Rebounds in some domestic economic indicators - real estate, auto sales, new investments and electrical utilities - in the first quarter of this year may signal a recovery of the Chinese economy. Are these signs that the financial crisis has stopped worsening and that Chinese economy has bottomed out and will take the lead on the road to recovery?
Experts gave different answers on the website of Caijing magazine.
Sun Mingchun, economist with Nomura International:
We forecast China's real economic growth to be 8 percent in 2009.
China's economy will see a V-shaped recovery this year, with the worst periods being the fourth quarter of 2008 and the first quarter of this year. Economic growth will begin to gain speed in the second quarter. We expect the economic rate to rise to 7.5 percent in the second quarter and reach 10 percent in the first quarter of 2010.
China's economic growth is now mainly buoyed by investment and dragged down by dwindling exports. With the adjustment of global inventories coming to an end, the downward trend of exports is likely to slow down in coming months.
We should not overestimate the effects of dwindling exports on the economy. Export revenues contribute to 33 percent of the country's GDP, but only 20 percent of the industrial output.
The stimulating effect of investment to the economy will gradually become stronger and more evident. Therefore, China's economy is on its way to recovery.
Frank Gong, economist with JPMorgan Chase:
We should not look at year-over-year figures to judge whether China's economy has bottomed out or not.
The year-over-year GDP growth in the first quarter is 6.1 percent, down from 6.8 percent in the last quarter of 2008, owing to last year's large GDP base number. However, the GDP is estimated to grow about 5 percent quarter-over-quarter in the first three months, compared with a quarter-over-quarter growth rate of only 1.5 percent in the last quarter of 2008. The quarter-over-quarter GDP growth rates are likely to rise to 9 percent to 10 percent in the second and third quarters, which means China's economy already bottomed out in the first quarter.
In addition, the March PMI (Purchasing Managers' Index) released by the National Bureau of Statistics of China was up 3 percentage points from 49 percent a month earlier, which indicated economic expansion.
As China's export sector still faces a grim outlook and isn't likely to change for the better for months to come, whether the economy can fully recover will depend on how domestic demand improves. We have seen a continuous trend of improvement in new loans, in consumption, in real estate, in auto sales and in the retail sector.
These have all exceeded previous expectations.
Chinese consumers have a great potential, and if they are confident enough to spend, China's domestic demand will pick up and the economy will make a turn for the better.
Lu Lei, professor with Guangdong University of Finance:
Judging from some economic indicators, China's economy appears to have bottomed out, but people holding such a view ignore the real economy, whose recovery usually lags behind the theoretical rebound shown by indicators.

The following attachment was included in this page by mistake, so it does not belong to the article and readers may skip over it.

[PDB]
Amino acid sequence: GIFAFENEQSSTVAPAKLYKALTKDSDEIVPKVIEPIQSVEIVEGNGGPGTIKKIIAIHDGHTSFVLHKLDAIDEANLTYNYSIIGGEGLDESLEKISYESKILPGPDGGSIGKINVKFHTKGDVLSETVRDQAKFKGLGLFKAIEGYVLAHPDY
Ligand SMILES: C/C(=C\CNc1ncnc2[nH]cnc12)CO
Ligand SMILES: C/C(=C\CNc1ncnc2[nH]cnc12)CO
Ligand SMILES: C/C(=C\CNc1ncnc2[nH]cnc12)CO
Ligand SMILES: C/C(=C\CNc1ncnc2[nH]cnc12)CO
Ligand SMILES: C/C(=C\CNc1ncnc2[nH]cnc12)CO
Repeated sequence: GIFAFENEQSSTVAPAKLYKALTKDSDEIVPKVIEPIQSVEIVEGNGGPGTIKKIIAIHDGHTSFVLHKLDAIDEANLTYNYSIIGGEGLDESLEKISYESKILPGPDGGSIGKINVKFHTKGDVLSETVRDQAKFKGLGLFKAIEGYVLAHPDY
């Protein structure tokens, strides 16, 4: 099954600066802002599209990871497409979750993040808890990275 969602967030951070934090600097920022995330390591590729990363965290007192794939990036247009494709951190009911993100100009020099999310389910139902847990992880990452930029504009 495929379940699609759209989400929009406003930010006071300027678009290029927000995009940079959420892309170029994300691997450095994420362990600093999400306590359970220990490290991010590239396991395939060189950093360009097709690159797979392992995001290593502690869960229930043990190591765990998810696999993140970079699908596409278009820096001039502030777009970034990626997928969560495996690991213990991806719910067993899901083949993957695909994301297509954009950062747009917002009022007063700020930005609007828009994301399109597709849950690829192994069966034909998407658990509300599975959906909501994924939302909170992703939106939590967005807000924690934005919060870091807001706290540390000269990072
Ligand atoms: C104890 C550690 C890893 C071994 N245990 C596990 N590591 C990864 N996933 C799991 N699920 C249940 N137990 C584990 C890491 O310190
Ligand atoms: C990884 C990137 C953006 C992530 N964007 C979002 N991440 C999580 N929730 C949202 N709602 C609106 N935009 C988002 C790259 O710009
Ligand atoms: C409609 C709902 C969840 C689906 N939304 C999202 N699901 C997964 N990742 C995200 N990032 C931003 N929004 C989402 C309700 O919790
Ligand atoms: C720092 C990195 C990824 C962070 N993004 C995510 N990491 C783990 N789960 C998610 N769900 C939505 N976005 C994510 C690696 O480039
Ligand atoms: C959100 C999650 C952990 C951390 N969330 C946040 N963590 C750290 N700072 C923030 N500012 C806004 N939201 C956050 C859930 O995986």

The current "recovery" is largely due to government investment. Although government spending can indeed stimulate demand for some products, there are few signs of the economy growing on its own force, and private investment has not reversed its downward trend. If profits continue to fall, private investment will continue to slow down.
As early as November 2007, China felt the pressure of an economic downturn but did not acknowledge it at the time. Judging from current circumstances, no single country can survive on its own as economies are increasingly intertwined in a globalized world. Many uncertainties continue to hamper the global economic recovery.
For instance, if the troubled US auto industry collapses, it will deal a heavy blow to China's auto-related industries as well as affect the overall demand abroad.
Therefore, I think in the first half of this year, China's economy will benefit from government policies for stimulating the economy, but we should not expect any signs of a substantive global recovery in the second half.
Stephen Green, head of China Research of Standard Chartered Bank:
There is much positive news about the Chinese economy nowadays, which some people say has already stabilized. But it does not represent an immediate recovery or rebound. We think China's economy will see a U-shaped recovery and the real economy will run at the bottom for quite some time, without further deterioration or a conspicuous rebound.
The official PMI rose for the fourth month in a row in March to top 50 percent for the first time in six months, compared with a reverse trend as was shown by brokerage CLSA's PMI survey, which found the index dipped slightly from the previous month to 44.8 percent. We think the official PMI focuses more on large enterprises and large listed companies, while CLSA's PMI is mainly meant to represent small and medium-sized enterprises (SMEs), especially those in the foreign trade sector. The two seemingly conflicting figures actually reflect China's current economic situation, where industries like transportation and equipment manufacturing are the main beneficiaries of government investment whereas SMEs are on a footing that is still quite worrisome.
Our research shows that 20 percent of China's output is related to the external economy and the country's economic slowdown is mainly caused by falling exports. Therefore, China's economic stabilization and recovery will largely depend on positive changes to the environment abroad.